Castlemilk Moorit sheep

Castlemilk Moorit

The Castlemilk Moorit is a short-tailed primitive breed created from the Soay, Manx, Shetland and wild Mouflon. The breed was established during the early 1900’s, by a Scottish landowner, Sir Jock Buchanan-Jardine, on his Castlemilk estate near Lockerbie in Dumfries.

In 1973 the flock was dispersed with only ten survivors; six were evacuated to the Cotswold Farm Park. By the use of a very careful breeding programme, the numbers have thankfully gradually increased.

RBST Watchlist Status: Vulnerable (500 to 900)

Commercial sheep


These sheep are from our main flock of 450 ewes which are Lleyn (pronounced ‘thlin’) and Romneys. We have these female breeds as they have very good maternal traits; they are easy lambing, milky and are protective mothers.

220 of the best ewes are bred with the Romney and Lleyn rams. The female offspring from these ewes are retained in our flock to become the next generation. The combined characteristics of their parents will make the lambs ideal to sell to other farmers to become their breeding ewes. The remaining 230 ewes are bred with either a Southdown, Suffolk or Texel ram, to produce lambs which are muscular and faster-growing, ideal for the table.

Cotswold sheep


Brought to Britain by the Romans, these sheep once roamed the Cotswold Hills in their thousands and were known as the ‘Cotswold Lion’. The hills take their name from the sheep. These were the “wolds” or bare hills, of the sheep “cots” or sheep enclosures. During the middle ages their wool was sold to produce great wealth, enabling the local merchants to build beautiful manor houses and churches.

The Cotswold has a well-developed forelock (the fringe of wool above their eyes) traditionally left on the sheep after shearing, so anyone purchasing the sheep would know the quality of their fleece.

RBST Watchlist Status: At Risk (900 to 1500)

Hebridean Goats


Legend says that Hebridean sheep were brought to this country by the Viking invaders. Previously known as the St. Kilda, the Hebridean was derived from a primitive type that used to roam much of Scotland and the islands. Having disappeared from the Hebridean islands, they survived on St. Kilda until 1930.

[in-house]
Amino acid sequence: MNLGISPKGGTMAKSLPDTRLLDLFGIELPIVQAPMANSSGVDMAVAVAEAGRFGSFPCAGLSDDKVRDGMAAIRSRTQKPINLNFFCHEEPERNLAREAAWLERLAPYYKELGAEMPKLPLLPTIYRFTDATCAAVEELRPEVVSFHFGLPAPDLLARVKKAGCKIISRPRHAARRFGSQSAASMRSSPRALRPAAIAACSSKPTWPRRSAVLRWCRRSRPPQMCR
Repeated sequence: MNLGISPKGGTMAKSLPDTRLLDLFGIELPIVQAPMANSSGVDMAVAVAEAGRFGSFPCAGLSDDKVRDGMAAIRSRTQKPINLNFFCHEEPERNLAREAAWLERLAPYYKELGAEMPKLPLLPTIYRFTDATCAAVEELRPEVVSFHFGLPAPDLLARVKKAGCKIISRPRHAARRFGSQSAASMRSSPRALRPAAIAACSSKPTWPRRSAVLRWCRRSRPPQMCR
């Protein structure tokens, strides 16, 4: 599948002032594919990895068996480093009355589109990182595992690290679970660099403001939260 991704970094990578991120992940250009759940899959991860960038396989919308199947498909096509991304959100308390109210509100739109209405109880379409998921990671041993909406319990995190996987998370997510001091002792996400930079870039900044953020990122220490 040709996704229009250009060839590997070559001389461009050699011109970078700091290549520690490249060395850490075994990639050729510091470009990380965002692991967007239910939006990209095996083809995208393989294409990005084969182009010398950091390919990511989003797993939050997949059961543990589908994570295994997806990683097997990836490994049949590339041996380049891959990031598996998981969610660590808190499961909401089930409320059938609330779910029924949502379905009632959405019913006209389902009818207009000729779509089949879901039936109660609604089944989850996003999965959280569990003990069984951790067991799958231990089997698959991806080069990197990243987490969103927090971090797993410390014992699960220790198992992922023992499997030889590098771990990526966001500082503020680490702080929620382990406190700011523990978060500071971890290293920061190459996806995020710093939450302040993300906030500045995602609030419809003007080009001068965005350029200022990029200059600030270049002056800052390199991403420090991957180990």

There are multi-horned breeds (or the archaeological evidence for them) in many of the places the Vikings settled, including the Isle of Man, Shetland, Iceland, North West Africa and the Canary Islands.

Herdwick sheep


These lovely ‘blue’ sheep are from the Lake District. They are the hardiest British breed, adapted to live in the wettest part of the country. They are not classified as a rare breed because they are still quite common in the high mountains around the lakes of Cumbria.

They are, however, restricted to a very small geographical range, which makes them potentially vulnerable to disease, or changes of fashion and they are a good example of the genetic extremes found within domestic sheep.

Jacob sheep


Jacobs are a spotted, multi-horned breed, known for being intelligent, active animals with enquiring minds. There are two distinct types; two horned and four horned. It is thought that the four horned gene originated in Britain by crossing with the Hebridean breed.

The Jacob is the breed most people think of when you mention rare breeds, although they are no longer classified as rare, thanks to the enthusiastic support of hundreds of small flock owners throughout the country.

Kerry Hill sheep

Kerry Hill

This breed was developed in the Welsh border counties, around the small village of Kerry, Powys. The earliest record of a distinctive breed carried by these hills dates back to 1809. They are strikingly attractive sheep with a white fleece. The face and legs are also white with black ears, nose, eye patches, knees and feet.

Their hardiness means good health, longevity and resistance to disease; qualities that the breed have always been renowned for.

Manx Loghtan sheep

Manx Loghtan

The Manx Loghtan breed originate from the Isle of Man and it is believed that their ancestors were brought to the Isle by Viking settlers. The word ‘Loghtan’ is Manx for a light brown (mouse) colour and correctly describes the fleece colour of this breed, which is short-woolled and short tailed, their legs bare of wool.